The highlight of this melodrama is what the narrative does in addressing the powerholders of the system. There is no room to excuse the garment owners. They are guilty of withholding payment, sexual harassment, and manhandling, amongst many other unacceptable behaviours. The portrayal of the factory owner as a villain trope works perfectly with the story’s accessible style. In the film, the suppression of the workers comes solely from the owners. Even the obstruction from the labour ministry is rooted back to the business owners—which is not a false claim to make. After all, the state functions to serve the bourgeoisie.
A bittersweet criticism is also made of Nasima the NGO worker, who refuses to go to the government office with Shimu to submit the union form and slowly fades away from the picture when the garment girls are facing pressure from the labour ministry and their workplace. Even though Nasima was the one who encouraged the girls to form a union, when push comes to shove, the working-class women are on their own.
While the film briefly addresses the role of foreign buyers, the criticism is faint. Perhaps the director is wary of alarming foreign viewers into not buying clothes in Bangladesh? Or perhaps that angle just could not be fit into the narrative at length? Whatever the reason, the role of foreign buyers is barely addressed in two lines in a short scene.
The film ends with a utopian realisation. Without giving away too many “spoilers”, I must say that the ending was not my favourite. It provides the audience with a wish-fulfilment that betrays the film’s initial socialist messaging. In conversation with Hossain, however, she insisted that she felt the ending will be successful in empowering others. “We must celebrate women’s victory,” the director claimed, “Bangladeshi women are some of the most resilient people I have seen.”
Hossain’s cinematic style and political position as a filmmaker in Made in Bangladesh brings to mind Zoya Akhter’s Gully Boy which is similarly muted in visuals but loud in its soundscape. Both are socially relevant without being radical. Both are similarly made by privileged women directors who are closer to the Western world than they are to the South Asian informal settlements they set their films in. Both films are overly explanatory of the wretched system in which their protagonists are unfortunately born into. And both protagonists attain the impossible in the end. These films are appealing to most due to the feel-good triumph of good over evil. The commendable function of these universally appealing films is that they usher in new topics into our dinner tables. That’s the power of these films.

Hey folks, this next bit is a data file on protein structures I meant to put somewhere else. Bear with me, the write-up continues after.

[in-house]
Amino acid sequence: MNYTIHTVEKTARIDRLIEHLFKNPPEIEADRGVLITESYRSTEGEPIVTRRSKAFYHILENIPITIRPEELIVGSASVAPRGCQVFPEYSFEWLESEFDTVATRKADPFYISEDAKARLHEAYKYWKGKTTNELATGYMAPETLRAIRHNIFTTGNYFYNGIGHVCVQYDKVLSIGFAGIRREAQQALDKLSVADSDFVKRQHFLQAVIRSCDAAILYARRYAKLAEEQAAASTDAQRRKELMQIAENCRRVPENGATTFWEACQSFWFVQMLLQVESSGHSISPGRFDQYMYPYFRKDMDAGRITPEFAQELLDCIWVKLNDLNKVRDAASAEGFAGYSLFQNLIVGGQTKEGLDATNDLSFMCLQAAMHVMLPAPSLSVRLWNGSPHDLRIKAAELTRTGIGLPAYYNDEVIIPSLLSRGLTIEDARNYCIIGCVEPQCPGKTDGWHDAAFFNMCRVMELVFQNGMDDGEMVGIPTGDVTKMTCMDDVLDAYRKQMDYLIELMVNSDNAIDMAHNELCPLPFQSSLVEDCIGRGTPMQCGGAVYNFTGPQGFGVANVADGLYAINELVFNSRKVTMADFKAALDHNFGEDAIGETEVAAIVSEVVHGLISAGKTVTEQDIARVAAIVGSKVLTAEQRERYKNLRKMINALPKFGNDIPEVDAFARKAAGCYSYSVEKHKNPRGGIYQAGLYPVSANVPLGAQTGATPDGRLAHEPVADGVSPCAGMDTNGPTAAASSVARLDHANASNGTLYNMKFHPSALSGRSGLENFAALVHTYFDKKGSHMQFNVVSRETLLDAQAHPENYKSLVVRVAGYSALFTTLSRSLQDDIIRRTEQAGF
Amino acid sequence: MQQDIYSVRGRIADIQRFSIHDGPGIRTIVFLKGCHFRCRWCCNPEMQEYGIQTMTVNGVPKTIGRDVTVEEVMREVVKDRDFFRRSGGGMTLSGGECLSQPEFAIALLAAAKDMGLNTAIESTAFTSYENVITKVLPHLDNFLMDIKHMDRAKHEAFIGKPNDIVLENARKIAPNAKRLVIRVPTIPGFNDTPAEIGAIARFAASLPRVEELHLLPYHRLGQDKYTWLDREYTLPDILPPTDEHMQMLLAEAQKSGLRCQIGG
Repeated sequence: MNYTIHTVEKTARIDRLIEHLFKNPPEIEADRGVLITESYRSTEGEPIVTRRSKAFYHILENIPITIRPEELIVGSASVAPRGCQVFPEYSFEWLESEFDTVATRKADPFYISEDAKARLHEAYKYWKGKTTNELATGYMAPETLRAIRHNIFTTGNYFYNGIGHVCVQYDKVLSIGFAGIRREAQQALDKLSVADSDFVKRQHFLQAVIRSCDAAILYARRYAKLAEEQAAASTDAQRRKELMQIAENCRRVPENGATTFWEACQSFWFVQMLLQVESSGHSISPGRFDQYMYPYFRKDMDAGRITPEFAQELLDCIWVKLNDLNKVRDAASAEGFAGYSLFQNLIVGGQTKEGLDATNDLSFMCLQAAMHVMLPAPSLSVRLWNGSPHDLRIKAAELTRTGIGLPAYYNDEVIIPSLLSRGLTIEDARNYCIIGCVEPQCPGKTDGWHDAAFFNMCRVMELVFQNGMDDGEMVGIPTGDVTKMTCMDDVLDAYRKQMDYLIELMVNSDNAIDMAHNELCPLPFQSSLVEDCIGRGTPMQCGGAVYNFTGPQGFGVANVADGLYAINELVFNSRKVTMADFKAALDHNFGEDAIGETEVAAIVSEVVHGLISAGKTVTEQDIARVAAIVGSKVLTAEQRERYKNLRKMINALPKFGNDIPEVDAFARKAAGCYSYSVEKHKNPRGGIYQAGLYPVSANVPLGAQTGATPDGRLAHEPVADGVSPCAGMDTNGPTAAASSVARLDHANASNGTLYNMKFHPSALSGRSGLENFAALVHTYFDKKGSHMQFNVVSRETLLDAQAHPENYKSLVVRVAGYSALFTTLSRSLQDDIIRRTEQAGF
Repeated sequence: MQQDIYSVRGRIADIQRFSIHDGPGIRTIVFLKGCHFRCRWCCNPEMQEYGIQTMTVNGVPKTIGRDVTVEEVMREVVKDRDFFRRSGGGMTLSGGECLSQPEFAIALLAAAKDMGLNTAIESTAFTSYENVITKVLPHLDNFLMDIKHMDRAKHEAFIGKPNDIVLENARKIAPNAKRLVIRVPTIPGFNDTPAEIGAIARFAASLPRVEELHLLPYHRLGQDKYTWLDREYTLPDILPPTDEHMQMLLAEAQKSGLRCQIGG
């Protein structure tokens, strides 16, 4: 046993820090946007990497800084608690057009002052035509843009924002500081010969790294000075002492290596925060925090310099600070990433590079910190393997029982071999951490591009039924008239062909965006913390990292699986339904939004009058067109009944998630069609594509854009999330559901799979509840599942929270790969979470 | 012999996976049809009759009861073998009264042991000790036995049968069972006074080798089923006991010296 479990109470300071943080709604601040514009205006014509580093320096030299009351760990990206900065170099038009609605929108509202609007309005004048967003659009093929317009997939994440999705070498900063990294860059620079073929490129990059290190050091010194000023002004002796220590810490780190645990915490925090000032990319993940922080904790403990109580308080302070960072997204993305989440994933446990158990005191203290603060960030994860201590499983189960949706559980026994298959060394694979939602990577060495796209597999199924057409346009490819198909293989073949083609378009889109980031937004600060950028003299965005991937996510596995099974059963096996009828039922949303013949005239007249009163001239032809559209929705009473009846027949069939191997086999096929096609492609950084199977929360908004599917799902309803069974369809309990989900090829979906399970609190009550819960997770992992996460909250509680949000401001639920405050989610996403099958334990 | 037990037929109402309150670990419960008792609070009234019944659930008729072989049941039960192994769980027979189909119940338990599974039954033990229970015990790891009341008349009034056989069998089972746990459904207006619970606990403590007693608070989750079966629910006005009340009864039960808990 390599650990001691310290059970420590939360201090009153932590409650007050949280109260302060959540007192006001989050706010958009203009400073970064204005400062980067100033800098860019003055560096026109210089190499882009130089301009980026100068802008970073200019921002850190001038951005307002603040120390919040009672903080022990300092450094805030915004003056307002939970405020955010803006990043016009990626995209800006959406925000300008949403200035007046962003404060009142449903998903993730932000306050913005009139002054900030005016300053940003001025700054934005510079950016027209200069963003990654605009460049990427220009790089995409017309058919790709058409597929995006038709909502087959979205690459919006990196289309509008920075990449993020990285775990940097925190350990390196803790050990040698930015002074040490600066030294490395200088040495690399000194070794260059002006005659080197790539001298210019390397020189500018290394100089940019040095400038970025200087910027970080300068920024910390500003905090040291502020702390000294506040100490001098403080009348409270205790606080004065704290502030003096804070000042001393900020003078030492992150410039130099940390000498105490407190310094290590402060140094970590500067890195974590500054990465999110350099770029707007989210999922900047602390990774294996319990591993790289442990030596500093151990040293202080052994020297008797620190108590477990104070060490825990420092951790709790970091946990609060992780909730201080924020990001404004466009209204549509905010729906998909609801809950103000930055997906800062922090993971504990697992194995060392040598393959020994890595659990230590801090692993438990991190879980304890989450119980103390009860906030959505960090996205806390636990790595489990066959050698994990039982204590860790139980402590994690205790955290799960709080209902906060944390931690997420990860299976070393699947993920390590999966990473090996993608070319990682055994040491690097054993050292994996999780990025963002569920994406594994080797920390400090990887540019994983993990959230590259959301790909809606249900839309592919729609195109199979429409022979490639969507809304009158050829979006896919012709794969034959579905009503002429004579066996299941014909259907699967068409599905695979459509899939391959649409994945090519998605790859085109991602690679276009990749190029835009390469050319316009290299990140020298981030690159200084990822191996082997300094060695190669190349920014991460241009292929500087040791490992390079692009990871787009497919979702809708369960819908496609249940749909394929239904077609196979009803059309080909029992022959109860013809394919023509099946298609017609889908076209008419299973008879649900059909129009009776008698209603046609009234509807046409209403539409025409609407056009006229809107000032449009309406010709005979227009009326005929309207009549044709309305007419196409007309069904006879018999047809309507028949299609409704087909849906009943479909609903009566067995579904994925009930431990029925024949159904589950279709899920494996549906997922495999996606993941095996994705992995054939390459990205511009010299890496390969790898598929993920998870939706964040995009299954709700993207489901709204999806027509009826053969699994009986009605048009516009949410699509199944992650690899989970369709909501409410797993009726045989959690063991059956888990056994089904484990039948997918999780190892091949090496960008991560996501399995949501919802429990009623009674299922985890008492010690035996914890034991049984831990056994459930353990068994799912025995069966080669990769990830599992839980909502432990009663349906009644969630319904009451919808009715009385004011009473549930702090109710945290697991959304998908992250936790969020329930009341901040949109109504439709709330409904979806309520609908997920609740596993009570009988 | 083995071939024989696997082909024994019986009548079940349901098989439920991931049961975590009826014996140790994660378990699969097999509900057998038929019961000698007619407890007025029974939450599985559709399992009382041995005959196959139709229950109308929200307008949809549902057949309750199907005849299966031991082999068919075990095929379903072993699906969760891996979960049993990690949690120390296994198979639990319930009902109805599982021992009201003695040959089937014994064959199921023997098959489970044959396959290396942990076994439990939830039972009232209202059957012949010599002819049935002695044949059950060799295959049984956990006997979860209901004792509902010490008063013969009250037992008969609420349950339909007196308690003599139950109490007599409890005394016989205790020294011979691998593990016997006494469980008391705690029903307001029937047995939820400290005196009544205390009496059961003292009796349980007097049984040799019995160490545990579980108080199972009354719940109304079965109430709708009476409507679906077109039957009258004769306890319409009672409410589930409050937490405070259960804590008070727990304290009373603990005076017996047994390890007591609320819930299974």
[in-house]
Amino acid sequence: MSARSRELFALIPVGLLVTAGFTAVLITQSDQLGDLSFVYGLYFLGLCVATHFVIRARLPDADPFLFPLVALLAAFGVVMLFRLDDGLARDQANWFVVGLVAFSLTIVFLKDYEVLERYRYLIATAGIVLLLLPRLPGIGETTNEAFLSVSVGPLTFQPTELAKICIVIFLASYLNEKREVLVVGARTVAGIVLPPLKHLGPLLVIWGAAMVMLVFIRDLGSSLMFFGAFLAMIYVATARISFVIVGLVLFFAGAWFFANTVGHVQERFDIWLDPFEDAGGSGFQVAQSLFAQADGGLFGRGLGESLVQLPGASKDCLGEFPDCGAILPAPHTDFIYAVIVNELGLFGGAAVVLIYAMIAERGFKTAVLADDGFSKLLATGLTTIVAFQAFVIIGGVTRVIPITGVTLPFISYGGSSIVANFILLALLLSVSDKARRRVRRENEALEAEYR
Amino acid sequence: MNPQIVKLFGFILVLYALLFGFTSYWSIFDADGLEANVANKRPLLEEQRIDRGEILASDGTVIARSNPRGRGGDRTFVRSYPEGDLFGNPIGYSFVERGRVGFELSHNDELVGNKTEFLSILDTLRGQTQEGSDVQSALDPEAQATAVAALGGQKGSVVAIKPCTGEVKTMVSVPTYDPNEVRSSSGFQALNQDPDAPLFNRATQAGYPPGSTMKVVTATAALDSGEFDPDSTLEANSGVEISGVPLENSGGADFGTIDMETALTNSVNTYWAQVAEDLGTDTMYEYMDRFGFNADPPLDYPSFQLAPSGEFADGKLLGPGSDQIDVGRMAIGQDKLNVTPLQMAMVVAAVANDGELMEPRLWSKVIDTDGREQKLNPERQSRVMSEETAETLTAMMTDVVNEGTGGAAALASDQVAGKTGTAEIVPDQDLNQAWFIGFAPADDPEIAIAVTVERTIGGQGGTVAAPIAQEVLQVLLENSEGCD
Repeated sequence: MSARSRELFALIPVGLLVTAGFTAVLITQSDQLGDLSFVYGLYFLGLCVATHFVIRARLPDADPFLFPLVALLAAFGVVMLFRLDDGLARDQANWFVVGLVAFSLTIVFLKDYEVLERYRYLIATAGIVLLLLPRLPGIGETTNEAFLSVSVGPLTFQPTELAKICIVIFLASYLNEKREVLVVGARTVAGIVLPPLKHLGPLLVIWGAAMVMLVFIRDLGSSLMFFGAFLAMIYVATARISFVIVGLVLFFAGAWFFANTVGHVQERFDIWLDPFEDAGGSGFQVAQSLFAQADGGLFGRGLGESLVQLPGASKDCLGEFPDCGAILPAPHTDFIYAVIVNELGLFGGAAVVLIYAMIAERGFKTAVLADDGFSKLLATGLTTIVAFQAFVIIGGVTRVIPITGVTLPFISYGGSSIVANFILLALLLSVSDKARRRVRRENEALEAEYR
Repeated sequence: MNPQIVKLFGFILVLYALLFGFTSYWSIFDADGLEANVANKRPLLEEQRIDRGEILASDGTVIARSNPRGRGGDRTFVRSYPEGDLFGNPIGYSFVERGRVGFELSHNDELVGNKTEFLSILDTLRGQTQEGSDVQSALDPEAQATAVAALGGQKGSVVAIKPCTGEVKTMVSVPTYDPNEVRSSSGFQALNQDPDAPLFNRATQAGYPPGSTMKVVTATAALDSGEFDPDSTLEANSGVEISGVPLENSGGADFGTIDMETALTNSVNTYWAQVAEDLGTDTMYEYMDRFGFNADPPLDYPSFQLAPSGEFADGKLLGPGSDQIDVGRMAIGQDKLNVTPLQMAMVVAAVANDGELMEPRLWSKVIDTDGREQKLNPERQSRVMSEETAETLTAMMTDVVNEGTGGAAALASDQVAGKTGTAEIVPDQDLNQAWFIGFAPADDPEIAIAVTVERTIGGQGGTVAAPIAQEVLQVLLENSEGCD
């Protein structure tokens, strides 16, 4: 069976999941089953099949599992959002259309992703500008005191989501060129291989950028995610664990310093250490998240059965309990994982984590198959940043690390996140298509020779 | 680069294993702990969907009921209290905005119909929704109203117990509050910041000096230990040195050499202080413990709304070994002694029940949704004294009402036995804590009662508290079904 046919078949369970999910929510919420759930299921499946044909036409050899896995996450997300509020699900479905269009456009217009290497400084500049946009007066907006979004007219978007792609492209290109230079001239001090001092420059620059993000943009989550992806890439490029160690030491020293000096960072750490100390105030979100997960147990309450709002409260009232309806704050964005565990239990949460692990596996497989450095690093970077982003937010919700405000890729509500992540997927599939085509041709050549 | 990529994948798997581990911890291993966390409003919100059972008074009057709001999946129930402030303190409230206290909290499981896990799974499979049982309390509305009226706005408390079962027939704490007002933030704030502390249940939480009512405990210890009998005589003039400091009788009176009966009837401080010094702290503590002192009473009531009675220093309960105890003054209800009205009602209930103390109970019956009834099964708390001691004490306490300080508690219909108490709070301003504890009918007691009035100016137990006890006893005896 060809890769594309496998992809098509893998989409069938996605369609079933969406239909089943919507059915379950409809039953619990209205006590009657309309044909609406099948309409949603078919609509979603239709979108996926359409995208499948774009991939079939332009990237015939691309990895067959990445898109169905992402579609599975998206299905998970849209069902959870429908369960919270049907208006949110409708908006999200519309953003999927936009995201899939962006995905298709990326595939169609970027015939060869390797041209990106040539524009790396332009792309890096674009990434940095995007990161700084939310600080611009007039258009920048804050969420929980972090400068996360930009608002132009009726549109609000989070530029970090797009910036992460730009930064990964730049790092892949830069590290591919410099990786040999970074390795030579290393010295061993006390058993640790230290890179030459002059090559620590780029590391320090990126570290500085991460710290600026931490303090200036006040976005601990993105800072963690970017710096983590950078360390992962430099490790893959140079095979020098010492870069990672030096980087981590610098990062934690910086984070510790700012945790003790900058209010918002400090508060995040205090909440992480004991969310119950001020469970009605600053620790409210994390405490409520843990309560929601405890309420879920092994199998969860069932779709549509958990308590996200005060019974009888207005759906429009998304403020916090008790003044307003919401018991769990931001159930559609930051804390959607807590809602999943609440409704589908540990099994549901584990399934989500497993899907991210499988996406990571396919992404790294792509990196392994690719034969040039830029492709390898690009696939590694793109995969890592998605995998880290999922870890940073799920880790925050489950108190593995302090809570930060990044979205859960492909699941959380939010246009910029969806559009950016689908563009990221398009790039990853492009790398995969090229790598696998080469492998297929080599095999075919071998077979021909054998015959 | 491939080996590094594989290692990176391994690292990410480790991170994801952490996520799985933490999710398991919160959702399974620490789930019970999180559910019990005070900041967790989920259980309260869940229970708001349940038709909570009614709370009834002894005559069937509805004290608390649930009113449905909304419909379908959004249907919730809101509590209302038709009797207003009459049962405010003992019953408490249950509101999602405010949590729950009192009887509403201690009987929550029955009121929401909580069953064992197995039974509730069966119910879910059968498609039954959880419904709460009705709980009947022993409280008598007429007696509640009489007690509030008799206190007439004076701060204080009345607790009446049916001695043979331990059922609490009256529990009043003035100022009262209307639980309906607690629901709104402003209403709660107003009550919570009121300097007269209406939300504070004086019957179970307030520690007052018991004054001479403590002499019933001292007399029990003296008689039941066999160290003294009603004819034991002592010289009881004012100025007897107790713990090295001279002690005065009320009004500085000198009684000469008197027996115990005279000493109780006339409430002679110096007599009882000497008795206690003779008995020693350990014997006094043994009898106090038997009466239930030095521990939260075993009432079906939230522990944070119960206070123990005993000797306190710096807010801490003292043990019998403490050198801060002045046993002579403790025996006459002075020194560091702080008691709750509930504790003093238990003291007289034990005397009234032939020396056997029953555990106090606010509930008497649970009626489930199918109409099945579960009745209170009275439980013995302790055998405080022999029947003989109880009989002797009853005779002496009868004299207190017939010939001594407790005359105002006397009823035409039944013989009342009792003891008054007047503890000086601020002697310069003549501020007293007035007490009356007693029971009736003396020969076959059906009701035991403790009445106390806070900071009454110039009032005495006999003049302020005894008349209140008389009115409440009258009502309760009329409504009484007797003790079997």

Made in Bangladesh is a film worth appreciating for its fair criticism of the system, despite its hopeful ending. It succeeds in providing a totality, for most parts, of a system that maintains no regard for the lives at the bottom of the socio-economic hierarchy. Furthermore, the film champions a female narrative using almost an entirely female cast and crew. It was fantastic being able to see so many female bodies onscreen after decades of male-dominant presence in Bangladeshi cinema. The film explores the mundane joys of womanhood, female friendship, and solidarity that are extremely relevant to our times.
Sarah Nafisa Shahid is a writer and art critic. Follow her on Twitter @I_Own_The_Sky for more art and film commentary.